At first glance, the Geelong suburb of Newtown (approximate population 9,800) does not appear disadvantaged, a suburb for the middle classes with an average annual taxable income of $46,584 per person (compared to $37,055 for the neighbouring suburb of Geelong West).1 Centrally located within the Greater City of Geelong, it is close to schools and shopping areas and has several supermarkets within its boundaries. It could be argued, therefore, that Newtown is close to food resources. However, it is not close to areas of food production and, as the populations of both Melbourne and Geelong and the areas that surround them continue to grow, this distance increases. Population growth and expansion have eaten into the food production areas that surround Geelong – particularly Werribee and the Surf Coast.
This growing distance suggests a need to find other food resources, and looking at a map of Geelong, another potential food source becomes apparent – the sea, namely Corio Bay. This view suggests that fisheries could play a significant part in the food supply for Newtown residents. However, as James David Smith notes, Geelong’s role as an industrial hub and as the largest port in regional Victoria has had significant environmental effects, which limit the feasibility and safety of using this area as a major food source.2 Despite this, the idea of using a body of water for local food production forms the beginning of my proposal.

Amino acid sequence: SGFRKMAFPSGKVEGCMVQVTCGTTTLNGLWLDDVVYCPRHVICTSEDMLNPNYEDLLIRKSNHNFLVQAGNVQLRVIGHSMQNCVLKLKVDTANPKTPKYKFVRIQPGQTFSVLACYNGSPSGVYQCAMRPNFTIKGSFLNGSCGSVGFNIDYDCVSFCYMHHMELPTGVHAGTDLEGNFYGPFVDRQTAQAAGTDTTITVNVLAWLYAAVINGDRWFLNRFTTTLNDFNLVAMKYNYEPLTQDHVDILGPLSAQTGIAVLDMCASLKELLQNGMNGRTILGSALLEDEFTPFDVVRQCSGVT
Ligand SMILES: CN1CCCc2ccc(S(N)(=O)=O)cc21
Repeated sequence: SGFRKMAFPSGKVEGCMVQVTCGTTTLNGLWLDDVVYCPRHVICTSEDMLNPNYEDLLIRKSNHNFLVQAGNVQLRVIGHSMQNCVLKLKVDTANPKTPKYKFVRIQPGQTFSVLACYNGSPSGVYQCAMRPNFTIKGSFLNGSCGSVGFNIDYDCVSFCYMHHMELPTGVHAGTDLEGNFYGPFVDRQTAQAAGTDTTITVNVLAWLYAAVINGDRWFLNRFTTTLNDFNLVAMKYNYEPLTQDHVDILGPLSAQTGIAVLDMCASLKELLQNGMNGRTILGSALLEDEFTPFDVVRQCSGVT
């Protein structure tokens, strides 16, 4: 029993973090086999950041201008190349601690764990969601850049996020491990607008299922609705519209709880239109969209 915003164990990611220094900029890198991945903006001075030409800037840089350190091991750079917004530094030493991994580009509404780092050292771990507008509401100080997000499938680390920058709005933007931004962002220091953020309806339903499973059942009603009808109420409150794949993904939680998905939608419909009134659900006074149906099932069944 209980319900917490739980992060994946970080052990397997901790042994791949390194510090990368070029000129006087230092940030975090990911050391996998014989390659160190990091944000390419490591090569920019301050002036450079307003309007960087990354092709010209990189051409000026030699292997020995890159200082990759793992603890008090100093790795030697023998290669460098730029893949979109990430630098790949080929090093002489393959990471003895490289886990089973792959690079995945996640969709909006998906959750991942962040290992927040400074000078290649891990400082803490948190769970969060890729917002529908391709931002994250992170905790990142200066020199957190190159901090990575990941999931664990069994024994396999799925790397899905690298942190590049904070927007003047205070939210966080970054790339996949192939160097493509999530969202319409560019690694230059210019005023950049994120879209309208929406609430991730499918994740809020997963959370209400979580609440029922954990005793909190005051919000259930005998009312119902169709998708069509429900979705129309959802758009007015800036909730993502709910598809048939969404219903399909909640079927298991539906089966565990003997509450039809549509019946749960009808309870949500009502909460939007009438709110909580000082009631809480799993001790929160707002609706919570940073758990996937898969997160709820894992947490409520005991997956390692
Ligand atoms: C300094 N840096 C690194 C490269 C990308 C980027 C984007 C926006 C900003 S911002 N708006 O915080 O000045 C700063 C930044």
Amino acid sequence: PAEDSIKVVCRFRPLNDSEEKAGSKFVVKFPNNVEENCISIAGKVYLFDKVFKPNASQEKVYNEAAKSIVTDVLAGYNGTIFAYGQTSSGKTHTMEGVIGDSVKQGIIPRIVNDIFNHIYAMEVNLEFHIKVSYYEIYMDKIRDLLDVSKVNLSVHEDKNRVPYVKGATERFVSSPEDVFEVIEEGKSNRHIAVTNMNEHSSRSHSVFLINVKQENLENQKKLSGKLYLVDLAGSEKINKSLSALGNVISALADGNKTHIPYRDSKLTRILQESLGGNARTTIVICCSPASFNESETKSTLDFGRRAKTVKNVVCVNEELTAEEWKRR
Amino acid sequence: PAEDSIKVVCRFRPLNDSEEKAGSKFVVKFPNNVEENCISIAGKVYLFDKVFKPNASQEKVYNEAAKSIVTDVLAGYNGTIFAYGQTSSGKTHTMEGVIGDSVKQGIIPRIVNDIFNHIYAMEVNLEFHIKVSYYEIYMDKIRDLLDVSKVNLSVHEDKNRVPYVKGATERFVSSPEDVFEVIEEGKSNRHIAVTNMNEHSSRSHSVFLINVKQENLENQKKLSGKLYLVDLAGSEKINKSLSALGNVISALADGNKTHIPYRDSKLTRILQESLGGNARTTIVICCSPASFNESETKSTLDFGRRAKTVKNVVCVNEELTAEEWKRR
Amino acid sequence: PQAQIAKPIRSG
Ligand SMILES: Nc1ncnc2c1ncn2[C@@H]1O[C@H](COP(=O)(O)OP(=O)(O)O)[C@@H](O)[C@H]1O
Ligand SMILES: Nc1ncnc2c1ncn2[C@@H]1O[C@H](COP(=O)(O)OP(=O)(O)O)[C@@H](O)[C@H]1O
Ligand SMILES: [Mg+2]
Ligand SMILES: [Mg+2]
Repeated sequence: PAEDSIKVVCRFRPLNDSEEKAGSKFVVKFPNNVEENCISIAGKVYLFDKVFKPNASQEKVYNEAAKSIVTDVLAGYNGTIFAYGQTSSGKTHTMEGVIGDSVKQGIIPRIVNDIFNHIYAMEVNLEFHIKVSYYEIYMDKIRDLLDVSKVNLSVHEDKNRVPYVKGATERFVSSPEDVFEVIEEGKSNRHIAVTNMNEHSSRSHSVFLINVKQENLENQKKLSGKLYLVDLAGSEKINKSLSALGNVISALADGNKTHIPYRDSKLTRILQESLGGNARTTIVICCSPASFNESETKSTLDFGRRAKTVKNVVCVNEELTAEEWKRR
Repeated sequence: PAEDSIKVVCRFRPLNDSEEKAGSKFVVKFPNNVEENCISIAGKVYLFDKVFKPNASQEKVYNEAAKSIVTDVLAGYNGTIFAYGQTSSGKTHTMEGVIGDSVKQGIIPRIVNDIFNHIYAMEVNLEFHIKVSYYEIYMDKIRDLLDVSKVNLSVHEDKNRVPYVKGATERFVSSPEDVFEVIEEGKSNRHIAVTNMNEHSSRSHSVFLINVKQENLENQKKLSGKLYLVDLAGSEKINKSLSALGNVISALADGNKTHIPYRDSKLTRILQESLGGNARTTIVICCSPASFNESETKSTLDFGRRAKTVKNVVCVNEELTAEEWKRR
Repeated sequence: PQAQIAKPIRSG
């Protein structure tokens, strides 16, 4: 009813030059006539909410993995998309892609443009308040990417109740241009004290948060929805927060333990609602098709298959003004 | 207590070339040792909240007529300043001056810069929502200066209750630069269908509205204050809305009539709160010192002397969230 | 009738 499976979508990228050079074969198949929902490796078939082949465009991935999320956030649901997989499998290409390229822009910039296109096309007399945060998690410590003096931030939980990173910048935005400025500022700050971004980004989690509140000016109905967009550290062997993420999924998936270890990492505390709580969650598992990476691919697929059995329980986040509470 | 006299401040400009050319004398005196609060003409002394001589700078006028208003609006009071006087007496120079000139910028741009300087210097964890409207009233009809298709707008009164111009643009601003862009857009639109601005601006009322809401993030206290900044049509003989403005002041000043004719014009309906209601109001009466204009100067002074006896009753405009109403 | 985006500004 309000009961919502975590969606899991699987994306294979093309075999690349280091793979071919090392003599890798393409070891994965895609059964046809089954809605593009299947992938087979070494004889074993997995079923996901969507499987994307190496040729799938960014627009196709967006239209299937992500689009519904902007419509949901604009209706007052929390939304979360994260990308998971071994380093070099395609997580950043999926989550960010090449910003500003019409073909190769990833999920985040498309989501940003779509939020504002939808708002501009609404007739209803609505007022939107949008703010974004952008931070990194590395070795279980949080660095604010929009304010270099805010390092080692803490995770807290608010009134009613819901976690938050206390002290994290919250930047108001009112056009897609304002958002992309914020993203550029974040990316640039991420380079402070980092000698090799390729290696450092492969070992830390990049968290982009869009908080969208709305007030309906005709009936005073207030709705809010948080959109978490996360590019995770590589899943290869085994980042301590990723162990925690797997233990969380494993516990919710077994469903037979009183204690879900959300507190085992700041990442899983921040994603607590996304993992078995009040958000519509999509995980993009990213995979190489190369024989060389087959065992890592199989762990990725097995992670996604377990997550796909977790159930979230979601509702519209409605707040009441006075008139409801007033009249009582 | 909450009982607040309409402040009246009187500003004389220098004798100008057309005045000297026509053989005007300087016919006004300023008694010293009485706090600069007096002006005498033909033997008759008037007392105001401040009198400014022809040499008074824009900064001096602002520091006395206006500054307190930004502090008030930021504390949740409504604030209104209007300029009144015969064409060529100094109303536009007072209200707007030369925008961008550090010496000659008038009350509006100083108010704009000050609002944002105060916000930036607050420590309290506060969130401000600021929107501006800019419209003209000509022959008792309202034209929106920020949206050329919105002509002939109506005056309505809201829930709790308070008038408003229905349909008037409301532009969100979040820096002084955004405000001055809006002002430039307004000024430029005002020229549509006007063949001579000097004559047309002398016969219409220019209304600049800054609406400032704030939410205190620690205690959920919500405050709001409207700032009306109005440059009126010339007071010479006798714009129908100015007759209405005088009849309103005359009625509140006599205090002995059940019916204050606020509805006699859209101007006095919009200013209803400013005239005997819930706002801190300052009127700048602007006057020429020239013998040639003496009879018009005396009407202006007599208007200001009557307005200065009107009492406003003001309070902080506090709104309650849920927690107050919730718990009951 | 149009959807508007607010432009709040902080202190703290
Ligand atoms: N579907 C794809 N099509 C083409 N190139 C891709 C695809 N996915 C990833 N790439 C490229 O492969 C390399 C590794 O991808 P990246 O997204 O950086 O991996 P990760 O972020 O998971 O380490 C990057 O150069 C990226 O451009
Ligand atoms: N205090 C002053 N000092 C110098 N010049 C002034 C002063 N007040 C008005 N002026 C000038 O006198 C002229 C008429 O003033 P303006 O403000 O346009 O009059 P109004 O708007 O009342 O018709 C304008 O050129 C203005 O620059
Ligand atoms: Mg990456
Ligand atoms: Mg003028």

A Google Maps aerial view reveals that at least a quarter of the backyards in Newtown’s Skene Street contain swimming pools. Zooming out, it becomes apparent that this phenomenon applies across Newtown. But an ageing population (15.6 percent of its residents were aged over sixty-five, compared with 13 percent Australia-wide in 2007) has meant that swimming pool use decreases as children move out and maintenance costs increase.3 So, how might disused and under-used pools in Newtown be used to decrease distance from food production zones? Put simply, I propose utilizing these spaces as urban-scale agricultural zones for residents to reduce pressure on existing agricultural areas and reduce the need to relocate resources to serve this urban environment.
Backyard pools that are no longer in use provide three conditions – sunlight, water and constant water circulation – that create an optimal environment for aquaculture, the cultivation of aquatic life in controlled settings. Essentially this proposal involves the community farming fish on a small scale, a technique that is thought to have been in use for thousands of years, with evidence suggesting that Victoria’s Gunditjmara people raised eels as early as 6000 BC.4
Fish selection is important. Tilapia, the common name for species from the tilapiine cichlid tribe, is a popular fish for small-scale farming, especially in developing nations, because of its large size, rapid growth and palatability and the ease with which it can be farmed.5 Its herbivore diet mainly consists of plankton, filamentous algae, aquatic macrophytes and other vegetable matter. This diet allows fish to be fed simply by maintaining their environment and it also means that the fish don’t accumulate toxins in their bodies as carnivorous fish species do. This species is also appropriate for Geelong’s climatic conditions.